Bauxite mining in Vietnam

From Wikipedia, the free encyclopedia
Jump to: navigation, search
Tây Nguyên, Vietnam's Central Highlands

According to the United States Geological Survey, Vietnam is estimated to hold the world's third-largest bauxite ore reserves, after Guinea and Australia.[1] The majority of Vietnam's reserves are located in the Central Highlands (Tây Nguyên) and have only been minimally mined. Bauxite is typically strip mined and is used to produce aluminum. According to estimates by Vietnam's Ministry of Industry and Trade, Vietnam's reserves in the Central Highlands amount to 5.4 billion tons.[2] Despite its large reserves, Vietnam produces only 30,000 tons of bauxite per year.[1]

21st century plans for bauxite production expansion[edit]

A draft mining plan for bauxite was approved by the Vietnamese government in 2007. Vinacomin, a Vietnamese mining company, has laid out a plan for 6 bauxite mining projects covering over 1800 square kilometers in Vietnam's mountainous Central Highlands. The first two processing plants for the plan have been contracted to Chalco, a Chinese mining company. The Nhan Co project in Dak Nong Province and the Tan Rai complex in Lâm Đồng Province are expected to produce 600,000 tons of alumina per year.[3] Vietnam has indicated that it needs about $15.6 billion to invest in major bauxite and alumina refining projects by 2025. Prime Minister Nguyễn Tấn Dũng has approved several large mining projects for the Central Highlands, asserting that bauxite exploitation is "a major policy of the party and the state."[4]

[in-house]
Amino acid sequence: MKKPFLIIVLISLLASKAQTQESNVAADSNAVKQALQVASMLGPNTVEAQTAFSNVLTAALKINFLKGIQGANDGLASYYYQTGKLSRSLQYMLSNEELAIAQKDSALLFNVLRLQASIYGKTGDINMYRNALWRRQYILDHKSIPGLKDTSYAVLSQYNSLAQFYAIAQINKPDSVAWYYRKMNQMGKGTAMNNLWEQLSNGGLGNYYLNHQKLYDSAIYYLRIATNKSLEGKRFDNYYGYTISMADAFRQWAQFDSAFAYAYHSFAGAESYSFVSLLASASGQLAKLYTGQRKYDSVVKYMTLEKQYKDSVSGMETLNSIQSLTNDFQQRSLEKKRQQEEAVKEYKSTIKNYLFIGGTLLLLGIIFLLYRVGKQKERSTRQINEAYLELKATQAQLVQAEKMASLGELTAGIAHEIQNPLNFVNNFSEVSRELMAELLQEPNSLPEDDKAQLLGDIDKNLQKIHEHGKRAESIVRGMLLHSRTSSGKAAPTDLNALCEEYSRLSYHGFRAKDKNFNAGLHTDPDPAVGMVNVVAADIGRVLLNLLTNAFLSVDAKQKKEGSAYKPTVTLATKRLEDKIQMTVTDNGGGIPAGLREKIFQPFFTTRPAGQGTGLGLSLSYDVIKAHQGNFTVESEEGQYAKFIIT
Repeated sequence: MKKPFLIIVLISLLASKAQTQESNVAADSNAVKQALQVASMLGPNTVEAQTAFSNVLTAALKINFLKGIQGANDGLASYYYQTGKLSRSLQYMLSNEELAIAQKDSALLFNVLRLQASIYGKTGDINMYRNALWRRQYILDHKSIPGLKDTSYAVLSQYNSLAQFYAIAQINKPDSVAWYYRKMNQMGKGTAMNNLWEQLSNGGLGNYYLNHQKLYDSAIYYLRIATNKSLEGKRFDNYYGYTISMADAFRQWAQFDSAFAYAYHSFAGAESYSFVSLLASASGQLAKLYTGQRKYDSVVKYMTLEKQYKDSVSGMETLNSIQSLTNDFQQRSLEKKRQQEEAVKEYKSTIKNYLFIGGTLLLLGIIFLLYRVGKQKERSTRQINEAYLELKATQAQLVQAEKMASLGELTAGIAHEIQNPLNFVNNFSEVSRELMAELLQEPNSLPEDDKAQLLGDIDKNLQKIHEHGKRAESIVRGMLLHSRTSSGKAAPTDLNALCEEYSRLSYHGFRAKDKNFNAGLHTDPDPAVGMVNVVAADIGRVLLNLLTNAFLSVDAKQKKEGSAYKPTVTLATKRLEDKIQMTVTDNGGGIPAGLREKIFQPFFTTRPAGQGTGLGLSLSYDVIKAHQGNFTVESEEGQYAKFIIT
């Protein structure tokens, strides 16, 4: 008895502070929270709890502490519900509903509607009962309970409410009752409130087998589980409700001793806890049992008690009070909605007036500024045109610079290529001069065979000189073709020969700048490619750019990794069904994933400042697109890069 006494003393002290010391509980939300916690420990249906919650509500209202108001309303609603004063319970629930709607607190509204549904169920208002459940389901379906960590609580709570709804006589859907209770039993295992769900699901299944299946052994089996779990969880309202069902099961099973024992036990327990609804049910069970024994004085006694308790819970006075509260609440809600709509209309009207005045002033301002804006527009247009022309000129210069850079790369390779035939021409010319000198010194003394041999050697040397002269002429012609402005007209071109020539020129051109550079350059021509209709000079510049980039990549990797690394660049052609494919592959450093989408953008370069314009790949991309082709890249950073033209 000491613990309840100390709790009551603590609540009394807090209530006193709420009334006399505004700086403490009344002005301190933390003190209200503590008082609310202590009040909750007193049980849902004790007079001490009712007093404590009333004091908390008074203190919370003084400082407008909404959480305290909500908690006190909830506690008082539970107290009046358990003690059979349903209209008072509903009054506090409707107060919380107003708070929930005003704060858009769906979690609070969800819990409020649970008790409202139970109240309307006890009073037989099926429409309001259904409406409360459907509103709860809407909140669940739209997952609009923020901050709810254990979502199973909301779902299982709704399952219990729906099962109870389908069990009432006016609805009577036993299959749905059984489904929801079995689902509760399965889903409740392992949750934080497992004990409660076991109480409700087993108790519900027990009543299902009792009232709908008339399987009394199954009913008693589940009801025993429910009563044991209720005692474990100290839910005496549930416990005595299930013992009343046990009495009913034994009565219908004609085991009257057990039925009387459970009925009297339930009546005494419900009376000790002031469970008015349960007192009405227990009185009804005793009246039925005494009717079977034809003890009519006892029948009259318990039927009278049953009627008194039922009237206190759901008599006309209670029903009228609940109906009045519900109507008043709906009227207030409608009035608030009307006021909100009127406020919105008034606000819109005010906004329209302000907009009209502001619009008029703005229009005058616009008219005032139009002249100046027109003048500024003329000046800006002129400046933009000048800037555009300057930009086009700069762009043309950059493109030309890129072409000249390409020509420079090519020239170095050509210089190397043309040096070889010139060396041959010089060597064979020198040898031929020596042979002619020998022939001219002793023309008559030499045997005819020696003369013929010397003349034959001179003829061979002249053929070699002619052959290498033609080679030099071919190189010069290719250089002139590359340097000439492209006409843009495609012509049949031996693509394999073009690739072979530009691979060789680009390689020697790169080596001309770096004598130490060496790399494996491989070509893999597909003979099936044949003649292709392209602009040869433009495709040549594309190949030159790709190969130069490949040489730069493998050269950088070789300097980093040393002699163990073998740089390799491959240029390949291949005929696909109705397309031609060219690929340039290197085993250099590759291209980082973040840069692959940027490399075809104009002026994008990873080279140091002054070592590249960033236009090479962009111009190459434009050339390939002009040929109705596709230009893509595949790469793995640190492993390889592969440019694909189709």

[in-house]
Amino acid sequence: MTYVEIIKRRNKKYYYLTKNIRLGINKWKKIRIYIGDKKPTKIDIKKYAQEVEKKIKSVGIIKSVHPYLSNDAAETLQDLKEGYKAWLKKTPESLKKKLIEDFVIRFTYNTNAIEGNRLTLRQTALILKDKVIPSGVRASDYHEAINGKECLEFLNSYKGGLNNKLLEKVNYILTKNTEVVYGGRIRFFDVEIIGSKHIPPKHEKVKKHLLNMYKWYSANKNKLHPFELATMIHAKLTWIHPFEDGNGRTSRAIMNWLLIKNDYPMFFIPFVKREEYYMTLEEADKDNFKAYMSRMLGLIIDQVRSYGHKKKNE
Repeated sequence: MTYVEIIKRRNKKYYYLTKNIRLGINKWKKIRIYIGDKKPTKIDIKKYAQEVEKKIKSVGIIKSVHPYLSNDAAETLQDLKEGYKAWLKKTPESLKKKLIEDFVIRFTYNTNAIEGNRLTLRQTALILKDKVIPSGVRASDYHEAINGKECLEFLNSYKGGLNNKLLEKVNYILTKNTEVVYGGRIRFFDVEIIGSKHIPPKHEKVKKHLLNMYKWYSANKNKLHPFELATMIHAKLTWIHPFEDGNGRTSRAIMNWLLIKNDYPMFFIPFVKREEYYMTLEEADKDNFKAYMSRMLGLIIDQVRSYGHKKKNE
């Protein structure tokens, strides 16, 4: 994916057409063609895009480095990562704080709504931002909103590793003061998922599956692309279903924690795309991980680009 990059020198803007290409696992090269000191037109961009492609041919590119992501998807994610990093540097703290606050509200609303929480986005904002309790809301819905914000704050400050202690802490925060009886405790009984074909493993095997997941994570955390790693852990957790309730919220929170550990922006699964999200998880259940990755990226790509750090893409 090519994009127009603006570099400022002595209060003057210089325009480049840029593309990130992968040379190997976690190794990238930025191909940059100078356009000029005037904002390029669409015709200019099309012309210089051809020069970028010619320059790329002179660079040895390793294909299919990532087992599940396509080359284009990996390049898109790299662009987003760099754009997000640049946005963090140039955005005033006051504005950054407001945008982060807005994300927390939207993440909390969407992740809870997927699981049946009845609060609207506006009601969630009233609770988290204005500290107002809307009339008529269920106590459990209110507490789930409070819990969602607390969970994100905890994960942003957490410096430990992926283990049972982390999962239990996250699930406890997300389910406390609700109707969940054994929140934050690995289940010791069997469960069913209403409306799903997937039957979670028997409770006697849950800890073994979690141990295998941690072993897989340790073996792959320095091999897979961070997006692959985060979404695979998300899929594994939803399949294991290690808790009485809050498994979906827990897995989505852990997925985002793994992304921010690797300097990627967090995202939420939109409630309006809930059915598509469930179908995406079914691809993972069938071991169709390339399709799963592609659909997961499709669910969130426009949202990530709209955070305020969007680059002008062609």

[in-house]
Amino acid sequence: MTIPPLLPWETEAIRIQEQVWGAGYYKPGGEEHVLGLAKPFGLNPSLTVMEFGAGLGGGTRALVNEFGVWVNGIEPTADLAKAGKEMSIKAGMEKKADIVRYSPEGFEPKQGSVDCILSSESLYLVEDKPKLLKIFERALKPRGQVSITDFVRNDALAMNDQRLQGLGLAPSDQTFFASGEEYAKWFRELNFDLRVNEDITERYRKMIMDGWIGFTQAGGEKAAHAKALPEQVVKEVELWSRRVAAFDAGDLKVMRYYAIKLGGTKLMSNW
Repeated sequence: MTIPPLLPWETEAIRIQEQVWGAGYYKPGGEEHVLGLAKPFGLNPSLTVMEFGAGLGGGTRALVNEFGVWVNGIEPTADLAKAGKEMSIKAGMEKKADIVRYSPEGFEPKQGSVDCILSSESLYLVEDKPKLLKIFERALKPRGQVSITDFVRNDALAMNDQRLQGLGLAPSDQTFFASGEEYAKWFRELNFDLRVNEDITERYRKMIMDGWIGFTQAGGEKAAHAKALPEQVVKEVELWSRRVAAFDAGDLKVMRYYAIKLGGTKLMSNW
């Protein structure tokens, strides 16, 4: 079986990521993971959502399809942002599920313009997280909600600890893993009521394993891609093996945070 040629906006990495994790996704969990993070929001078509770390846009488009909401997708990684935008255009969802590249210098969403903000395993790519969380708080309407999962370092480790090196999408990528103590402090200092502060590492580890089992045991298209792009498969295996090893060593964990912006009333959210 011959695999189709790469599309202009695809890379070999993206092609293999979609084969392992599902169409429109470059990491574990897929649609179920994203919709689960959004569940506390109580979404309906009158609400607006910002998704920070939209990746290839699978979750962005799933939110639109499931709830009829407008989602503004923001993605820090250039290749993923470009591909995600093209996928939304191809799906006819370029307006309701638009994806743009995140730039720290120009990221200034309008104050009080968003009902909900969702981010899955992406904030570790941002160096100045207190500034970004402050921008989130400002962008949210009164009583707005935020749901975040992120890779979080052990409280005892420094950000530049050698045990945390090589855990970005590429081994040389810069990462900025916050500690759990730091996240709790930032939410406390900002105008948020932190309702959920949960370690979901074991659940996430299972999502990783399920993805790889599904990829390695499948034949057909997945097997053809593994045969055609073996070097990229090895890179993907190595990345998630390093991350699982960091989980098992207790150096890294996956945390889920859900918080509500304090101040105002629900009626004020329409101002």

The mining plans have met with strong criticism from scientists, environmentalists and Vietnam's general population.[5] Forests and agricultural land used by coffee and tea farmers are threatened by the plans and opponents have raised concerns about the toxic waste red mud generated through the refinement of bauxite. Vietnamese general Vo Nguyen Giap has offered strong criticism of the plans, saying that a 1980s study led to experts advising against mining due to severe ecological damage.[6]

In March 2010, Google indicated that malicious software targeting Vietnamese opponents of bauxite mining had infected potentially tens of thousands of users.[7] The malware was used in denial-of-service attacks against dissenting political blogs and installed itself after users downloaded altered Vietnamese language software. The malware was also used to spy on users. The cyber attacks appeared to be a politically motivated attack, according to George Kurtz of McAfee.[8] Vietnamese Foreign Ministry Spokesperson Nguyen Phuong Nga claimed such comments were groundless.[9]

In November 2010, Nguyen Tan Dung, the prime minister of Vietnam, announced that Vietnam's bauxite deposits might total 11,000 Mt; this would be the largest in the world.[10]

Companies involved[edit]

References[edit]

  1. ^ a b Bauxite and Alumina U.S. Geological Survey, Mineral Commodity Summaries. January 2009.
  2. ^ Tre, Tuoi. Vietnam OKs bauxite mines. Vietnews. 10 April 2009.
  3. ^ a b Vietnam bauxite decision may affect Alcoa project. Reuters. 29 April 2009.
  4. ^ Hoang, Duy. Vietnam bauxite plan opens pit of concern. Asia Times Online. 17 March 2009.
  5. ^ Vietnam scientists clash with government over bauxite project. Viet Tan. 10 April 2009.
  6. ^ Lam, Tran Dinh Thanh. Vietnam farmers fall to bauxite bulldozers. Asia Times. 2 June 2009.
  7. ^ Mehta, Neel. The chilling effects of malware. Google Online Security Blog. 30 March 2010.
  8. ^ Google says Vietnam mine opponents under cyber attack. BBC News. 31 March 2010.
  9. ^ Kirk, Jeremy. Vietnam Rebuffs Hacking Claims From Google. PC World. 6 April 2010.
  10. ^ "Mining Journal - Vietnam’s bauxite reserves may total 11 billion tonnes". Retrieved 2010-11-28. 

See also[edit]